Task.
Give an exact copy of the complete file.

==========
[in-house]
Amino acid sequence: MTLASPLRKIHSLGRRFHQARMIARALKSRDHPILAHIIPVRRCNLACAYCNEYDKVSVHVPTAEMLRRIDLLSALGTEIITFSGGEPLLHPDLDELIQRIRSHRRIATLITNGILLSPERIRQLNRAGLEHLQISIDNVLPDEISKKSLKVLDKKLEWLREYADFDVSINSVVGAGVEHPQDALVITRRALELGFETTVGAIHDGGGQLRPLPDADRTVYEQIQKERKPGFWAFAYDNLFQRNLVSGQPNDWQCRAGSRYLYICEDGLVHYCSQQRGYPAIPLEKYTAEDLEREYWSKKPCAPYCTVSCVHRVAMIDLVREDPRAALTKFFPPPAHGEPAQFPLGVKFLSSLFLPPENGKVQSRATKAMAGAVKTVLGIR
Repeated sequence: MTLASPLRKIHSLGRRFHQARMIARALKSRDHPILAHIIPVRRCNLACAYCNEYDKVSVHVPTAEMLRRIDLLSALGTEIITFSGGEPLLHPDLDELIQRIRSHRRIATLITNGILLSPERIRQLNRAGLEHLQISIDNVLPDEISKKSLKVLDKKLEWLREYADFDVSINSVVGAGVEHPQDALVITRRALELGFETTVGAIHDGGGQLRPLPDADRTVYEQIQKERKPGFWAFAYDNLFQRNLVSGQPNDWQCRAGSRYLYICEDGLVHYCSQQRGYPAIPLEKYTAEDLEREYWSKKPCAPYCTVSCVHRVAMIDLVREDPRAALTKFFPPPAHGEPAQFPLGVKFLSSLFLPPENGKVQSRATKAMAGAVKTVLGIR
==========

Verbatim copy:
[in-house]
Amino acid sequence: MTLASPLRKIHSLGRRFHQARMIARALKSRDHPILAHIIPVRRCNLACAYCNEYDKVSVHVPTAEMLRRIDLLSALGTEIITFSGGEPLLHPDLDELIQRIRSHRRIATLITNGILLSPERIRQLNRAGLEHLQISIDNVLPDEISKKSLKVLDKKLEWLREYADFDVSINSVVGAGVEHPQDALVITRRALELGFETTVGAIHDGGGQLRPLPDADRTVYEQIQKERKPGFWAFAYDNLFQRNLVSGQPNDWQCRAGSRYLYICEDGLVHYCSQQRGYPAIPLEKYTAEDLEREYWSKKPCAPYCTVSCVHRVAMIDLVREDPRAALTKFFPPPAHGEPAQFPLGVKFLSSLFLPPENGKVQSRATKAMAGAVKTVLGIR
Repeated sequence: MTLASPLRKIHSLGRRFHQARMIARALKSRDHPILAHIIPVRRCNLACAYCNEYDKVSVHVPTAEMLRRIDLLSALGTEIITFSGGEPLLHPDLDELIQRIRSHRRIATLITNGILLSPERIRQLNRAGLEHLQISIDNVLPDEISKKSLKVLDKKLEWLREYADFDVSINSVVGAGVEHPQDALVITRRALELGFETTVGAIHDGGGQLRPLPDADRTVYEQIQKERKPGFWAFAYDNLFQRNLVSGQPNDWQCRAGSRYLYICEDGLVHYCSQQRGYPAIPLEKYTAEDLEREYWSKKPCAPYCTVSCVHRVAMIDLVREDPRAALTKFFPPPAHGEPAQFPLGVKFLSSLFLPPENGKVQSRATKAMAGAVKTVLGIR